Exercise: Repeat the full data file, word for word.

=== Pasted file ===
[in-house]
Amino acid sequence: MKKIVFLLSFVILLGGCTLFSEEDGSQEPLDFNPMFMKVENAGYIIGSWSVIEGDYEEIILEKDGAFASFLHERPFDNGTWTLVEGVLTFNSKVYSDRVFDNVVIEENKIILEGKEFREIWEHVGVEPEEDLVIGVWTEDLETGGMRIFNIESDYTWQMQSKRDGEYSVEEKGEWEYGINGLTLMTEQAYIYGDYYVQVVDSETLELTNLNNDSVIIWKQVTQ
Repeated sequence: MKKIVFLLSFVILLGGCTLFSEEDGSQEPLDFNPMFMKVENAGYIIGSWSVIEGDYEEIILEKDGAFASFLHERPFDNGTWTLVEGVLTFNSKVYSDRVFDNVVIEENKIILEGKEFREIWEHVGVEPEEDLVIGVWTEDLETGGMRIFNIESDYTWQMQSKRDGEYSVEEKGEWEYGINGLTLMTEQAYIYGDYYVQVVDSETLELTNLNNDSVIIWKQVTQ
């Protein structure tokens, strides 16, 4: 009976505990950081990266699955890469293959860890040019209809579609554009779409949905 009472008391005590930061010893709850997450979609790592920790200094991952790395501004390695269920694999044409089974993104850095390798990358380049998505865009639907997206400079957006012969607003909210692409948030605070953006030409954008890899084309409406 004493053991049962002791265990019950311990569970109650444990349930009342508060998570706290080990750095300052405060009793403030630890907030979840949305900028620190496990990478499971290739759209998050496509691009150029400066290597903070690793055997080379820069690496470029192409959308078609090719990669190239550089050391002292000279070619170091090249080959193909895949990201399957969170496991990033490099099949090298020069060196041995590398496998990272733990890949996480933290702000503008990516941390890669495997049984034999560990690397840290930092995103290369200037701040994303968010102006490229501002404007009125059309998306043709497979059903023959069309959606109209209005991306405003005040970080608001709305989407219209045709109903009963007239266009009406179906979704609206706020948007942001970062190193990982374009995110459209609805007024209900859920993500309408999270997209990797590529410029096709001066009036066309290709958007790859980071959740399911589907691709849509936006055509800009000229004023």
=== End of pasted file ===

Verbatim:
[in-house]
Amino acid sequence: MKKIVFLLSFVILLGGCTLFSEEDGSQEPLDFNPMFMKVENAGYIIGSWSVIEGDYEEIILEKDGAFASFLHERPFDNGTWTLVEGVLTFNSKVYSDRVFDNVVIEENKIILEGKEFREIWEHVGVEPEEDLVIGVWTEDLETGGMRIFNIESDYTWQMQSKRDGEYSVEEKGEWEYGINGLTLMTEQAYIYGDYYVQVVDSETLELTNLNNDSVIIWKQVTQ
Repeated sequence: MKKIVFLLSFVILLGGCTLFSEEDGSQEPLDFNPMFMKVENAGYIIGSWSVIEGDYEEIILEKDGAFASFLHERPFDNGTWTLVEGVLTFNSKVYSDRVFDNVVIEENKIILEGKEFREIWEHVGVEPEEDLVIGVWTEDLETGGMRIFNIESDYTWQMQSKRDGEYSVEEKGEWEYGINGLTLMTEQAYIYGDYYVQVVDSETLELTNLNNDSVIIWKQVTQ
């Protein structure tokens, strides 16, 4: 009976505990950081990266699955890469293959860890040019209809579609554009779409949905 009472008391005590930061010893709850997450979609790592920790200094991952790395501004390695269920694999044409089974993104850095390798990358380049998505865009639907997206400079957006012969607003909210692409948030605070953006030409954008890899084309409406 004493053991049962002791265990019950311990569970109650444990349930009342508060998570706290080990750095300052405060009793403030630890907030979840949305900028620190496990990478499971290739759209998050496509691009150029400066290597903070690793055997080379820069690496470029192409959308078609090719990669190239550089050391002292000279070619170091090249080959193909895949990201399957969170496991990033490099099949090298020069060196041995590398496998990272733990890949996480933290702000503008990516941390890669495997049984034999560990690397840290930092995103290369200037701040994303968010102006490229501002404007009125059309998306043709497979059903023959069309959606109209209005991306405003005040970080608001709305989407219209045709109903009963007239266009009406179906979704609206706020948007942001970062190193990982374009995110459209609805007024209900859920993500309408999270997209990797590529410029096709001066009036066309290709958007790859980071959740399911589907691709849509936006055509800009000229004023």